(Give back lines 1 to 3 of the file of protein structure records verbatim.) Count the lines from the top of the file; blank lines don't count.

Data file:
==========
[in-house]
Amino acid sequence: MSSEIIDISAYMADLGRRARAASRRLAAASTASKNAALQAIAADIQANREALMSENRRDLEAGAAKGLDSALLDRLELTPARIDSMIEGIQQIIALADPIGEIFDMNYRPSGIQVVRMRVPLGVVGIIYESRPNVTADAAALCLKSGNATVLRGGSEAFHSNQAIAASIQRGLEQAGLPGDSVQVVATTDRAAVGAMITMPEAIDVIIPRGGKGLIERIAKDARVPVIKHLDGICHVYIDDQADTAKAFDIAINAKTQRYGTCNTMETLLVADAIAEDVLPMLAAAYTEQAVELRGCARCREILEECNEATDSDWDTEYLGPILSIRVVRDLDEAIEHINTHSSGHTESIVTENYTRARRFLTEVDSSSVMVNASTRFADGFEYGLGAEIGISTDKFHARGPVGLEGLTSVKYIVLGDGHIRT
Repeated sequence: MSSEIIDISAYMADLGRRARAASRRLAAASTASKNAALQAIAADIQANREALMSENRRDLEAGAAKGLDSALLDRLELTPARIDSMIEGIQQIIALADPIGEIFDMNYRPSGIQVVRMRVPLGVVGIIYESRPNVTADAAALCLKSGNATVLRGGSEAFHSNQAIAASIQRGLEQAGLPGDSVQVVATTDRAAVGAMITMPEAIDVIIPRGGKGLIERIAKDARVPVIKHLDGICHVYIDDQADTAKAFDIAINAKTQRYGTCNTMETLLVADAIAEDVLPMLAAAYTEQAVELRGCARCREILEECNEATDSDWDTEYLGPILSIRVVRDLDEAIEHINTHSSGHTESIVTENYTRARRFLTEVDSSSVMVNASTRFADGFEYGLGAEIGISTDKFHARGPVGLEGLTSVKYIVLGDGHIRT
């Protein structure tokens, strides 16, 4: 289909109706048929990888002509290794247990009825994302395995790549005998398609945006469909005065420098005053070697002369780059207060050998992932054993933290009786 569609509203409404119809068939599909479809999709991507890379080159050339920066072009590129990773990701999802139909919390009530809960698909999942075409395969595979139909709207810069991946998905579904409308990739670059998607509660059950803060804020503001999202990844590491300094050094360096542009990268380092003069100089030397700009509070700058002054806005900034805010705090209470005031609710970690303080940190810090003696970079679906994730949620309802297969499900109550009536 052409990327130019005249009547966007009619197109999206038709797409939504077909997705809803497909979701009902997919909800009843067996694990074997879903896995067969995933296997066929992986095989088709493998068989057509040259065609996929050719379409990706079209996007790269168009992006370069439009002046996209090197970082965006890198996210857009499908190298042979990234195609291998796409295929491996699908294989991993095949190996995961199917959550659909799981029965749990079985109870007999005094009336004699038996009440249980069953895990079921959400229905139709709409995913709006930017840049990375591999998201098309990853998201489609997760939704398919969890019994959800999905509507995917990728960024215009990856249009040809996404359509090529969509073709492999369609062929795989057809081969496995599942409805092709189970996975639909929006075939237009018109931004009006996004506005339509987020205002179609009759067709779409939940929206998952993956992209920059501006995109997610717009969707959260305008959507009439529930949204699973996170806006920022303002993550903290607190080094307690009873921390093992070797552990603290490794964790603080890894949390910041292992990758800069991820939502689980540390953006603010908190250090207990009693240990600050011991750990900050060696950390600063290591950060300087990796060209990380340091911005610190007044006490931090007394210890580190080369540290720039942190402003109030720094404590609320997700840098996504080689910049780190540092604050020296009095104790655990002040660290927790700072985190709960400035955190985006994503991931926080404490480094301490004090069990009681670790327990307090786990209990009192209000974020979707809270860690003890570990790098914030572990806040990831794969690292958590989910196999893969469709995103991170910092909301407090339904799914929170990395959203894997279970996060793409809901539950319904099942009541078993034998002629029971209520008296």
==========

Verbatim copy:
[in-house]
Amino acid sequence: MSSEIIDISAYMADLGRRARAASRRLAAASTASKNAALQAIAADIQANREALMSENRRDLEAGAAKGLDSALLDRLELTPARIDSMIEGIQQIIALADPIGEIFDMNYRPSGIQVVRMRVPLGVVGIIYESRPNVTADAAALCLKSGNATVLRGGSEAFHSNQAIAASIQRGLEQAGLPGDSVQVVATTDRAAVGAMITMPEAIDVIIPRGGKGLIERIAKDARVPVIKHLDGICHVYIDDQADTAKAFDIAINAKTQRYGTCNTMETLLVADAIAEDVLPMLAAAYTEQAVELRGCARCREILEECNEATDSDWDTEYLGPILSIRVVRDLDEAIEHINTHSSGHTESIVTENYTRARRFLTEVDSSSVMVNASTRFADGFEYGLGAEIGISTDKFHARGPVGLEGLTSVKYIVLGDGHIRT
Repeated sequence: MSSEIIDISAYMADLGRRARAASRRLAAASTASKNAALQAIAADIQANREALMSENRRDLEAGAAKGLDSALLDRLELTPARIDSMIEGIQQIIALADPIGEIFDMNYRPSGIQVVRMRVPLGVVGIIYESRPNVTADAAALCLKSGNATVLRGGSEAFHSNQAIAASIQRGLEQAGLPGDSVQVVATTDRAAVGAMITMPEAIDVIIPRGGKGLIERIAKDARVPVIKHLDGICHVYIDDQADTAKAFDIAINAKTQRYGTCNTMETLLVADAIAEDVLPMLAAAYTEQAVELRGCARCREILEECNEATDSDWDTEYLGPILSIRVVRDLDEAIEHINTHSSGHTESIVTENYTRARRFLTEVDSSSVMVNASTRFADGFEYGLGAEIGISTDKFHARGPVGLEGLTSVKYIVLGDGHIRT